Jump to content

MIT Press

Coordinates: 42°21′43.7″N 71°5′8.0″W / 42.362139°N 71.085556°W / 42.362139; -71.085556
From Wikipedia, the free encyclopedia

MIT Press
Parent companyMassachusetts Institute of Technology
Founded1962; 62 years ago (1962)
FounderJames R. Killian Jr.
Country of originUnited States
Headquarters locationCambridge, Massachusetts
DistributionPenguin Random House Publishing Services
Key peopleAmy Brand
Publication typesBooks, academic journals
Official websitemitpress.mit.edu
Display of publications at conference booth in 2008
Structure and Interpretation of Computer Programs has been a steady best-seller, as a widely-used introduction to computer science.

The MIT Press is a university press affiliated with the Massachusetts Institute of Technology (MIT) in Cambridge, Massachusetts. The Press has been a pioneer in the Open Access movement in academic publishing and publishes a number of academic journals.



MIT Press traces its origins back to 1926 when MIT published a lecture series entitled Problems of Atomic Dynamics given by the visiting German physicist and later Nobel Prize winner, Max Born. In 1932, MIT's publishing operations were first formally instituted by the creation of an imprint called Technology Press.[2]: 13  This imprint was founded by James R. Killian, Jr., at the time editor of MIT's alumni magazine and later to become MIT president. Technology Press published eight titles independently, then in 1937 entered into an arrangement with John Wiley & Sons in which Wiley took over marketing and editorial responsibilities.[2]: 13 

In 1961, the centennial of MIT's founding charter, the publisher was renamed as "The MIT Press".[2]: 14  In 1962 the association with Wiley came to an end after a further 125 titles had been published. The Press has since functioned as an independent publishing house.[3]

A European marketing office was opened in 1969, and a Journals division was added in 1972. In the late 1970s, responding to changing economic conditions, the publisher narrowed the focus of their catalog to a few key areas, initially architecture, computer science and artificial intelligence, economics, and cognitive science.[3]

Since then, the MIT Press has broadened the scope of its publishing activities to encompass new titles in the humanities, while retaining its strengths in science and technology. The Press has been a pioneer in the Open Access publishing movement, which seeks to offer unimpeded access to fresh academic research to the entire world.

In January 2010, MIT Press published its 9000th title,[3] and in 2012 the Press celebrated its 50th anniversary, including publishing a 32-page commemorative booklet on paper and online.[2][1] In 2022 the Press celebrated its 60th anniversary, releasing a commemorative 14-panel Z-folded pamphlet on paper and online to highlight significant titles it has published over the decades.[4][1]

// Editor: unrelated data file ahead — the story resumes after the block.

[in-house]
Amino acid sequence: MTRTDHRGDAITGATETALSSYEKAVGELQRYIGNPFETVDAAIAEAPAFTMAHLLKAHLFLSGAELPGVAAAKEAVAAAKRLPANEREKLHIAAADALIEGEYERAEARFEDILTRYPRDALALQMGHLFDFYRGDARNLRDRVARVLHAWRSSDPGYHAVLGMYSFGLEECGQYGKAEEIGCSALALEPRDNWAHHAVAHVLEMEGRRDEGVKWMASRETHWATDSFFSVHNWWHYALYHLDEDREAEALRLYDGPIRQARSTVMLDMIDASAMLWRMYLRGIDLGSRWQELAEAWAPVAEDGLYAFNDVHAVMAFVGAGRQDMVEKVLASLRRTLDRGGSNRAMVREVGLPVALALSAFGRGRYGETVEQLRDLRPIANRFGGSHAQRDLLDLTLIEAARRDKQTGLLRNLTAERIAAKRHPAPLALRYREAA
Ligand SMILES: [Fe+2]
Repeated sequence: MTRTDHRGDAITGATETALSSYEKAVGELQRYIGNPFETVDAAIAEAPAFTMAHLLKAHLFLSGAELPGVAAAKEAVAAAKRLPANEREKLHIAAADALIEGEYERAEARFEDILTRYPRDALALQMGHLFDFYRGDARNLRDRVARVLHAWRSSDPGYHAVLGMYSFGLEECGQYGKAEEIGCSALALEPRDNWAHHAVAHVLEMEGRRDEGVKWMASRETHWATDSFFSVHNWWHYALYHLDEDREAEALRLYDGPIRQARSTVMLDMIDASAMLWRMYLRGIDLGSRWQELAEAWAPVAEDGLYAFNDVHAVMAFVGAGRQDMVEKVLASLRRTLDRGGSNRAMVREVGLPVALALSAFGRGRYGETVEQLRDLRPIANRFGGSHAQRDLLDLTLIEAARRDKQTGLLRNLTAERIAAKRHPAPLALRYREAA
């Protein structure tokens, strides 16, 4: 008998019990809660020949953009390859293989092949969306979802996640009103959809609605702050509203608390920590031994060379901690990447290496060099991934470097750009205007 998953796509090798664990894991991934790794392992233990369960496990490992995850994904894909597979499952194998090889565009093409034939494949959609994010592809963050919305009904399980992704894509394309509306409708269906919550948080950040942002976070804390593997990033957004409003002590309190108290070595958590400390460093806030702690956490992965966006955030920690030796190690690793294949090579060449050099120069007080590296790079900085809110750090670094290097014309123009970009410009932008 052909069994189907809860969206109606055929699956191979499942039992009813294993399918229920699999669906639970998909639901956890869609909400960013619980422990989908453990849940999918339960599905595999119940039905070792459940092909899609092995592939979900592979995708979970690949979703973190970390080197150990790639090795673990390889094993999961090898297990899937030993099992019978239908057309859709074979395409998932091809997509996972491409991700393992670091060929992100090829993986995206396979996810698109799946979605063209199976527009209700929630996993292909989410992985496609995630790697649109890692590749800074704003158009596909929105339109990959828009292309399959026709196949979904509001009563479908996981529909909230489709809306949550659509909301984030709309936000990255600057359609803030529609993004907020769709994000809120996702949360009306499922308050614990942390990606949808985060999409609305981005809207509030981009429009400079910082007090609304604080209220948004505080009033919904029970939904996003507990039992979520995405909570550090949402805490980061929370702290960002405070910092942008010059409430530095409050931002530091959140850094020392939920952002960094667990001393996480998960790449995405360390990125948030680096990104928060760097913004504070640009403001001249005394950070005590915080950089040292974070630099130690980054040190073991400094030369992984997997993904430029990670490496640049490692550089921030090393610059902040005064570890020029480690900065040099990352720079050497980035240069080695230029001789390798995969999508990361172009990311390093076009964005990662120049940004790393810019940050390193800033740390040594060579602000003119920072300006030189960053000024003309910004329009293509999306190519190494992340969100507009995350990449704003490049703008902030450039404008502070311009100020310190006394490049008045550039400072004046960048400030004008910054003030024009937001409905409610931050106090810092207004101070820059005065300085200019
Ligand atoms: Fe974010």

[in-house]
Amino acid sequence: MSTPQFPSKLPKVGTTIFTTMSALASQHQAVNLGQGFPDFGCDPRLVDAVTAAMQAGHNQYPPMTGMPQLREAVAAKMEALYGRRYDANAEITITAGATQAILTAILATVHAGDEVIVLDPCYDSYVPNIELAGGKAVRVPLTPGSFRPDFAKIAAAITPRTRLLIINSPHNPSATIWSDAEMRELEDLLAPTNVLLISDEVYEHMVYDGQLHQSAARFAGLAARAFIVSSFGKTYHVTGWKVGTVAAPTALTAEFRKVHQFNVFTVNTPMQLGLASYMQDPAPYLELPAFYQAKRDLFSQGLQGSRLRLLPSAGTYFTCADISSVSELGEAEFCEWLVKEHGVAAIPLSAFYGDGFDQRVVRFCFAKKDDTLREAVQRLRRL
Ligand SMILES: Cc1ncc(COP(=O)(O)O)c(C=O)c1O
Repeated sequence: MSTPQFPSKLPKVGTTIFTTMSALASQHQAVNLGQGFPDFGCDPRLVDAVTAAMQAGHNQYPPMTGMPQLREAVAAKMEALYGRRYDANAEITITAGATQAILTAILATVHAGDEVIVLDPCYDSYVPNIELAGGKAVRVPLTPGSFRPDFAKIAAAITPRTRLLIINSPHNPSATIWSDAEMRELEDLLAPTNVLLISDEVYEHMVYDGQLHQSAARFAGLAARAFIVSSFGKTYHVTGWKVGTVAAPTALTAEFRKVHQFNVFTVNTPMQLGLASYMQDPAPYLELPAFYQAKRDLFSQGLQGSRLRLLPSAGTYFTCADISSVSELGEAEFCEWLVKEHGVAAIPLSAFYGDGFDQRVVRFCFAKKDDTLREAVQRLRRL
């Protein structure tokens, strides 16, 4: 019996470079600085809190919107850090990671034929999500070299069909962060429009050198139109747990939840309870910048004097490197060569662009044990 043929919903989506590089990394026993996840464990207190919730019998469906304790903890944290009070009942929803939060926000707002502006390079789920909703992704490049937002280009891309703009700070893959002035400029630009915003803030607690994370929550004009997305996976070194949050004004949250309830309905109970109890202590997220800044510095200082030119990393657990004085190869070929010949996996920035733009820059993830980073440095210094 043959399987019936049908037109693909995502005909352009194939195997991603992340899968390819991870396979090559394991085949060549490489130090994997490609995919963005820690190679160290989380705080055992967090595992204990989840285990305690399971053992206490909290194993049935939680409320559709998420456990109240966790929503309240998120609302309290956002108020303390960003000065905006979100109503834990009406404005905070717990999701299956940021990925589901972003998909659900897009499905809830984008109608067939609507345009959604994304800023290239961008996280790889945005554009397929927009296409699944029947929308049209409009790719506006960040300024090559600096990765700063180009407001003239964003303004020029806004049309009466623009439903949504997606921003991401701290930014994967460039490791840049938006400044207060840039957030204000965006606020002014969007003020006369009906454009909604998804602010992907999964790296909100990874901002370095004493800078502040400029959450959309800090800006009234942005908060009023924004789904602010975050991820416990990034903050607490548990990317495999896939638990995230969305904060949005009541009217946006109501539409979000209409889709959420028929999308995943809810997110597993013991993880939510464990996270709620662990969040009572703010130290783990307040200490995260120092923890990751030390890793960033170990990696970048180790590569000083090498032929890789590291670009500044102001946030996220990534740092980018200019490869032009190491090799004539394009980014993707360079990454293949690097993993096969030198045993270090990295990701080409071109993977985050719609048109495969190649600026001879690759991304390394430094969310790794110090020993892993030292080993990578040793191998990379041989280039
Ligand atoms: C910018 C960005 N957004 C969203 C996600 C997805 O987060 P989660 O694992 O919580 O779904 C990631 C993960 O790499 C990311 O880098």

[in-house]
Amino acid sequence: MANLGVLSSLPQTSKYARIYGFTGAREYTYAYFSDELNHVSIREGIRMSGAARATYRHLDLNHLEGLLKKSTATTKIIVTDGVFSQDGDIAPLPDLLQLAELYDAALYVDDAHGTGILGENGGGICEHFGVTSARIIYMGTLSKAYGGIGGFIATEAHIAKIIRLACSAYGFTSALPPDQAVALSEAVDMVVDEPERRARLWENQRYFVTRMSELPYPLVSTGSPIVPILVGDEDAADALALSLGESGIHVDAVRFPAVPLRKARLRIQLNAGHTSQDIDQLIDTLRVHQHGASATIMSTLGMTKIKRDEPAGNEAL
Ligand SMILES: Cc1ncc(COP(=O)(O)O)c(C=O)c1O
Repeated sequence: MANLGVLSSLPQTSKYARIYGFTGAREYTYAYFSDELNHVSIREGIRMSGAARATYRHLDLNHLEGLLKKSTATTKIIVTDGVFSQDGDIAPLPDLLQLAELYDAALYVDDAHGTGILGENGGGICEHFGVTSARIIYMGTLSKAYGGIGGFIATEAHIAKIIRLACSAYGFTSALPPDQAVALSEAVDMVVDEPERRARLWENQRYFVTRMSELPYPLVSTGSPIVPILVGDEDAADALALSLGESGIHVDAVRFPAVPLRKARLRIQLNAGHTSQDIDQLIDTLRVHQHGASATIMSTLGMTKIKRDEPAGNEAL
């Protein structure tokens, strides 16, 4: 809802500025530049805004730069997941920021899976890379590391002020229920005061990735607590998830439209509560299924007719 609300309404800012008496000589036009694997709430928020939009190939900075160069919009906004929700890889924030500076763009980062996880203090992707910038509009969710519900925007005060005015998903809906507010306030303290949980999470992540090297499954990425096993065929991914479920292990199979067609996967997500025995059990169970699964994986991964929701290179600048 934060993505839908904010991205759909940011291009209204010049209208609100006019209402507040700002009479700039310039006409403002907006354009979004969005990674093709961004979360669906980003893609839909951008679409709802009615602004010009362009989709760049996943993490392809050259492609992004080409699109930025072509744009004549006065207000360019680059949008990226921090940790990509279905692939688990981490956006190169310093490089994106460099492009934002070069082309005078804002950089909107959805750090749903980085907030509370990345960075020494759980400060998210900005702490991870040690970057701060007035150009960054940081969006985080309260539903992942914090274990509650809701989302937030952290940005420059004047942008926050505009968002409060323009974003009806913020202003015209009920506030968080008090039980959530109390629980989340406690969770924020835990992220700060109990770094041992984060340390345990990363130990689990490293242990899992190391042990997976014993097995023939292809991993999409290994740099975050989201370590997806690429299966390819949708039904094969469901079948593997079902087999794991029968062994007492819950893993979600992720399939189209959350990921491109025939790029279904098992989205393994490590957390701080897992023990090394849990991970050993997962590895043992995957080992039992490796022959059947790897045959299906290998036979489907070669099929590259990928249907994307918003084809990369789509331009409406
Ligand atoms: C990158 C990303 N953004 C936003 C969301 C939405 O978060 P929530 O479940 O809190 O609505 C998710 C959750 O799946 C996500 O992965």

MIT Press co-founded the distributor TriLiteral LLC with Yale University Press and Harvard University Press. TriLiteral was acquired by LSC Communications in 2018.[5]

In July 2020, MIT Press transitioned its worldwide sales and distribution to Penguin Random House Publisher Services.



MIT Press primarily publishes academic and general interest titles in the fields of art and architecture; visual and cultural studies; cognitive science; philosophy; linguistics; computer science; economics; finance and business; environmental science; political science; life sciences; neuroscience; new media; and science, technology, and society.[6]

MIT Press is a distributor for Semiotext(e), Goldsmiths Press, Strange Attractor Press, Sternberg Press, Terra Nova Press, Urbanomic, and Sequence Press. In 2000, the MIT Press created CogNet, an online resource for the study of the brain and the cognitive sciences.[7]

In 1981, MIT Press published its first book under the Bradford Books imprint, Brainstorms: Philosophical Essays on Mind and Psychology by Daniel C. Dennett.[1][2]: 14 

In 2018, the Press and the MIT Media Lab launched the Knowledge Futures Group to develop and deploy open access publishing technology and platforms.

In 2019, the Press launched the MIT Press Reader, a digital magazine that draws on the Press's archive and family of authors to produce adapted excerpts, interviews, and other original works. The publication describes itself as one which "aims to illuminate the bold ideas and voices that make up the Press's expansive catalog, to revisit overlooked passages, and to dive into the stories that inspired the books".[8]


MIT Press's logo
MIT Press's logo

Since 1962, the MIT Press has used a colophon or publisher's logo created by its longtime design director, Muriel Cooper.[9] The design is based on a highly abstracted version of the lower-case letters "mitp", with the ascender of the "t" at the fifth stripe and the descender of the "p" at the sixth stripe the only differentiation.[10][11] In 2015, the colophon also served as an important reference point for the redesign of the MIT Media Lab logo by Pentagram.[9]

In 2011, a custom bookcase in the form of the MIT Press colophon was displayed at the MIT Museum as part of the MIT 150 exhibition, commemorating the sesquicentennial of MIT's founding.[2]: 31 

In 2023. the Museum of Modern Art (MoMA) in New York City acquired the MIT Press colophon into its permanent design collection.[12][13]

Open access


MIT Press is a leader in open access book publishing.[14] They published their first open access book in 1995 with the publication of William J. Mitchell's City of Bits, which appeared simultaneously in print and in a dynamic, open web edition.[1] They now publish open access books, textbooks, and journals. Open access journals include American Journal of Law and Equality, Computational Linguistics, Data Intelligence, Harvard Data Science Review, Network Neuroscience, Neurobiology of Language, Open Mind, Projections, Quantitative Science Studies, Rapid Reviews: COVID-19, Transactions of the Association of Computational Linguistics, and Thresholds.[15]